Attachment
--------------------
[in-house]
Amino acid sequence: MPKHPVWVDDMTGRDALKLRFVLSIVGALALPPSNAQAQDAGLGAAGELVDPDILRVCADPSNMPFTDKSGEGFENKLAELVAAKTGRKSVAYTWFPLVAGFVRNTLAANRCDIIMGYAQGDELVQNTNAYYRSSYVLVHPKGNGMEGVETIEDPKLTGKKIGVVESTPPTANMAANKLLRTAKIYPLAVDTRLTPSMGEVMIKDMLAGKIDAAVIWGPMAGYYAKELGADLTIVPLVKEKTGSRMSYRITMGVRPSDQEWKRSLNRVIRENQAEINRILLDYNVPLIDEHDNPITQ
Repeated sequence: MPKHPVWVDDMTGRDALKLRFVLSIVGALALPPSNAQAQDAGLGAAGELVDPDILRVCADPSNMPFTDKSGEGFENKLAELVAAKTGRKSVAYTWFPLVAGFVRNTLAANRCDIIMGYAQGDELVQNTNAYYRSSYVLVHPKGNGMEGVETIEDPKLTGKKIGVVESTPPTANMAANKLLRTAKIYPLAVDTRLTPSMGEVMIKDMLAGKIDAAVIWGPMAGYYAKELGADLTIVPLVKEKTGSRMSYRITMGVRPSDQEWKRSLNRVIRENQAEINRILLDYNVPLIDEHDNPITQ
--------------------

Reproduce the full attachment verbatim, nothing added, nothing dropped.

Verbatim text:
[in-house]
Amino acid sequence: MPKHPVWVDDMTGRDALKLRFVLSIVGALALPPSNAQAQDAGLGAAGELVDPDILRVCADPSNMPFTDKSGEGFENKLAELVAAKTGRKSVAYTWFPLVAGFVRNTLAANRCDIIMGYAQGDELVQNTNAYYRSSYVLVHPKGNGMEGVETIEDPKLTGKKIGVVESTPPTANMAANKLLRTAKIYPLAVDTRLTPSMGEVMIKDMLAGKIDAAVIWGPMAGYYAKELGADLTIVPLVKEKTGSRMSYRITMGVRPSDQEWKRSLNRVIRENQAEINRILLDYNVPLIDEHDNPITQ
Repeated sequence: MPKHPVWVDDMTGRDALKLRFVLSIVGALALPPSNAQAQDAGLGAAGELVDPDILRVCADPSNMPFTDKSGEGFENKLAELVAAKTGRKSVAYTWFPLVAGFVRNTLAANRCDIIMGYAQGDELVQNTNAYYRSSYVLVHPKGNGMEGVETIEDPKLTGKKIGVVESTPPTANMAANKLLRTAKIYPLAVDTRLTPSMGEVMIKDMLAGKIDAAVIWGPMAGYYAKELGADLTIVPLVKEKTGSRMSYRITMGVRPSDQEWKRSLNRVIRENQAEINRILLDYNVPLIDEHDNPITQ